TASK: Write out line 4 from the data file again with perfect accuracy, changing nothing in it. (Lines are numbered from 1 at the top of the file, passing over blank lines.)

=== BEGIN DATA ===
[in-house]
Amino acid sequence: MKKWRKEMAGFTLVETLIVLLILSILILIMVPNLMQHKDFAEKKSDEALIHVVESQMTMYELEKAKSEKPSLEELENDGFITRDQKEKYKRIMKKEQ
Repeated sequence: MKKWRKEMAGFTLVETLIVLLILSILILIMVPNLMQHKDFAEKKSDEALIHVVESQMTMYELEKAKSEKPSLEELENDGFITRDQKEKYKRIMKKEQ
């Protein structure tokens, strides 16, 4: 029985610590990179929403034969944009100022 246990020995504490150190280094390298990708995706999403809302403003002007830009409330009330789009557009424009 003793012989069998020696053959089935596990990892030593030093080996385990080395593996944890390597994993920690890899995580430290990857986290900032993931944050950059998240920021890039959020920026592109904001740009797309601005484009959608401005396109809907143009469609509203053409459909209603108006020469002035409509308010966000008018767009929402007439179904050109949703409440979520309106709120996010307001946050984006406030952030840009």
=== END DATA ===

């Protein structure tokens, strides 16, 4: 029985610590990179929403034969944009100022 246990020995504490150190280094390298990708995706999403809302403003002007830009409330009330789009557009424009 003793012989069998020696053959089935596990990892030593030093080996385990080395593996944890390597994993920690890899995580430290990857986290900032993931944050950059998240920021890039959020920026592109904001740009797309601005484009959608401005396109809907143009469609509203053409459909209603108006020469002035409509308010966000008018767009929402007439179904050109949703409440979520309106709120996010307001946050984006406030952030840009």